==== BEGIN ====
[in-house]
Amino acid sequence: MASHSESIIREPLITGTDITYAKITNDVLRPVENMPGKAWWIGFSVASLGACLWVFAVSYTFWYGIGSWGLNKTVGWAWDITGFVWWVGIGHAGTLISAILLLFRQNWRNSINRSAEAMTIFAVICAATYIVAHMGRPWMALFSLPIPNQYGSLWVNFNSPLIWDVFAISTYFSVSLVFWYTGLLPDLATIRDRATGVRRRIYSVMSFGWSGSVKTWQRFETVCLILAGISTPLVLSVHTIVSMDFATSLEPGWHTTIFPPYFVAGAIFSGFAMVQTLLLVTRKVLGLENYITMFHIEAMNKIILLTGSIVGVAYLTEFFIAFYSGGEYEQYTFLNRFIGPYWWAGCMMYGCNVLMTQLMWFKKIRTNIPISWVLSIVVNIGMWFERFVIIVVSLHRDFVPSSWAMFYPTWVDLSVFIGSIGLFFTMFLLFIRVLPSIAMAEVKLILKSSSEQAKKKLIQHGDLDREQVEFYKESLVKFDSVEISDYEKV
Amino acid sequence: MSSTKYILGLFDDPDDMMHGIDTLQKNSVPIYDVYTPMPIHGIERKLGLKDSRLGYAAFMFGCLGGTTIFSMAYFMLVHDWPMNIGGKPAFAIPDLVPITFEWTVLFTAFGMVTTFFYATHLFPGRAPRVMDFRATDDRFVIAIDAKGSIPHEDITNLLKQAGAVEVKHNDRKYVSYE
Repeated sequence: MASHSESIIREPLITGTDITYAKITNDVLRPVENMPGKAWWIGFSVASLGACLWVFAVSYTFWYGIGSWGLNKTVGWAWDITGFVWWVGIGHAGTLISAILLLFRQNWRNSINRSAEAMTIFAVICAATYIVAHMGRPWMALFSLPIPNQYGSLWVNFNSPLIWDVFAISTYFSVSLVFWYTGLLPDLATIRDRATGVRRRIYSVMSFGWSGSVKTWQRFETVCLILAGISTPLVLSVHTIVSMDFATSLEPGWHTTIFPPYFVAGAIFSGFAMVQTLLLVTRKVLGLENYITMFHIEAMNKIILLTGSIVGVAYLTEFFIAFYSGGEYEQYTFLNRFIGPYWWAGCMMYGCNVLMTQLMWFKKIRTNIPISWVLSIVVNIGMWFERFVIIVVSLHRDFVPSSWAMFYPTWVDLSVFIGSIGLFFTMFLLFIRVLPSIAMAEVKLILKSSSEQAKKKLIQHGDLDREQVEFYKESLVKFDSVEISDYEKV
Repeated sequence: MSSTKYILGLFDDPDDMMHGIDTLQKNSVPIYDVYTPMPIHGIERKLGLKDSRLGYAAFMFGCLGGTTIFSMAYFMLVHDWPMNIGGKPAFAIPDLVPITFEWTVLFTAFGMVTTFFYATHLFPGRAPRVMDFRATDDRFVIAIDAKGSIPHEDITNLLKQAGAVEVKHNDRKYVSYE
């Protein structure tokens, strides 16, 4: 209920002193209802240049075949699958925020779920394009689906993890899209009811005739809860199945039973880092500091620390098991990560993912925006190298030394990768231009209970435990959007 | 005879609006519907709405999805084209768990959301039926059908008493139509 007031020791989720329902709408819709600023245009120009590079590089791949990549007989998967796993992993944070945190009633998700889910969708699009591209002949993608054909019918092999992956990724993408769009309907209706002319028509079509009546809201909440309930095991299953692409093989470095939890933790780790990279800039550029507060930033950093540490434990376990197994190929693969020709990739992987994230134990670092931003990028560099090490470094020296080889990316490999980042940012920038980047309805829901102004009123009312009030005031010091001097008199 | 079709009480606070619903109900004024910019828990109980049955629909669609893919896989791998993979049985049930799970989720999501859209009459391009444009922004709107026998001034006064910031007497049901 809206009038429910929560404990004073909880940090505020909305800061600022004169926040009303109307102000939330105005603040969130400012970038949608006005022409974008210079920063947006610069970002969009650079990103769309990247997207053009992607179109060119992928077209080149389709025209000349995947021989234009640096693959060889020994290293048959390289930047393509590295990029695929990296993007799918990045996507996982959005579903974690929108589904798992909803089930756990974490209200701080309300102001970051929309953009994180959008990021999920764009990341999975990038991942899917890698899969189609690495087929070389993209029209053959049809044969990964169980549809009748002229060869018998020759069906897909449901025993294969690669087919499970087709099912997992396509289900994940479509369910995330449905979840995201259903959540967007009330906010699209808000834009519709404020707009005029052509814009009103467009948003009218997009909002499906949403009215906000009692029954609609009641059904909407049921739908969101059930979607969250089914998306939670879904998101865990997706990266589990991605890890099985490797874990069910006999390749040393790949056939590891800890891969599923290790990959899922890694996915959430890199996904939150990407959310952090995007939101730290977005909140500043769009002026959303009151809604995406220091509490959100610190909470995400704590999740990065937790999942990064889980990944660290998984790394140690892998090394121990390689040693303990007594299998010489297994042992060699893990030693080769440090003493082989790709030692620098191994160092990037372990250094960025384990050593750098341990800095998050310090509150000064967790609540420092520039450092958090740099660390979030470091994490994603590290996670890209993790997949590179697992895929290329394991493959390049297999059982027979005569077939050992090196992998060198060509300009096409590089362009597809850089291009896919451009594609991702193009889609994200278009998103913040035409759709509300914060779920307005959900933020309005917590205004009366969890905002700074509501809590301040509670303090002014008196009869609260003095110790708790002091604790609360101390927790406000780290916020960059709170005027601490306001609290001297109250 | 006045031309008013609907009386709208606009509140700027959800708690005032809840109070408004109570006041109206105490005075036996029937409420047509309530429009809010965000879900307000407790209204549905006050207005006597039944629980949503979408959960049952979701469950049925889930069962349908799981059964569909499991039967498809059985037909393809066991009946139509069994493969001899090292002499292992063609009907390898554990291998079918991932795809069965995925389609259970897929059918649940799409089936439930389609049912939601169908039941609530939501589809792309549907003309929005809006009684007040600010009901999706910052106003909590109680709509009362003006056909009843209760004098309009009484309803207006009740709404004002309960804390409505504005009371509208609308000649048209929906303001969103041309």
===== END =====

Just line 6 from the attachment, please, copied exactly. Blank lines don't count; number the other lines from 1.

């Protein structure tokens, strides 16, 4: 209920002193209802240049075949699958925020779920394009689906993890899209009811005739809860199945039973880092500091620390098991990560993912925006190298030394990768231009209970435990959007 | 005879609006519907709405999805084209768990959301039926059908008493139509 007031020791989720329902709408819709600023245009120009590079590089791949990549007989998967796993992993944070945190009633998700889910969708699009591209002949993608054909019918092999992956990724993408769009309907209706002319028509079509009546809201909440309930095991299953692409093989470095939890933790780790990279800039550029507060930033950093540490434990376990197994190929693969020709990739992987994230134990670092931003990028560099090490470094020296080889990316490999980042940012920038980047309805829901102004009123009312009030005031010091001097008199 | 079709009480606070619903109900004024910019828990109980049955629909669609893919896989791998993979049985049930799970989720999501859209009459391009444009922004709107026998001034006064910031007497049901 809206009038429910929560404990004073909880940090505020909305800061600022004169926040009303109307102000939330105005603040969130400012970038949608006005022409974008210079920063947006610069970002969009650079990103769309990247997207053009992607179109060119992928077209080149389709025209000349995947021989234009640096693959060889020994290293048959390289930047393509590295990029695929990296993007799918990045996507996982959005579903974690929108589904798992909803089930756990974490209200701080309300102001970051929309953009994180959008990021999920764009990341999975990038991942899917890698899969189609690495087929070389993209029209053959049809044969990964169980549809009748002229060869018998020759069906897909449901025993294969690669087919499970087709099912997992396509289900994940479509369910995330449905979840995201259903959540967007009330906010699209808000834009519709404020707009005029052509814009009103467009948003009218997009909002499906949403009215906000009692029954609609009641059904909407049921739908969101059930979607969250089914998306939670879904998101865990997706990266589990991605890890099985490797874990069910006999390749040393790949056939590891800890891969599923290790990959899922890694996915959430890199996904939150990407959310952090995007939101730290977005909140500043769009002026959303009151809604995406220091509490959100610190909470995400704590999740990065937790999942990064889980990944660290998984790394140690892998090394121990390689040693303990007594299998010489297994042992060699893990030693080769440090003493082989790709030692620098191994160092990037372990250094960025384990050593750098341990800095998050310090509150000064967790609540420092520039450092958090740099660390979030470091994490994603590290996670890209993790997949590179697992895929290329394991493959390049297999059982027979005569077939050992090196992998060198060509300009096409590089362009597809850089291009896919451009594609991702193009889609994200278009998103913040035409759709509300914060779920307005959900933020309005917590205004009366969890905002700074509501809590301040509670303090002014008196009869609260003095110790708790002091604790609360101390927790406000780290916020960059709170005027601490306001609290001297109250 | 006045031309008013609907009386709208606009509140700027959800708690005032809840109070408004109570006041109206105490005075036996029937409420047509309530429009809010965000879900307000407790209204549905006050207005006597039944629980949503979408959960049952979701469950049925889930069962349908799981059964569909499991039967498809059985037909393809066991009946139509069994493969001899090292002499292992063609009907390898554990291998079918991932795809069965995925389609259970897929059918649940799409089936439930389609049912939601169908039941609530939501589809792309549907003309929005809006009684007040600010009901999706910052106003909590109680709509009362003006056909009843209760004098309009009484309803207006009740709404004002309960804390409505504005009371509208609308000649048209929906303001969103041309």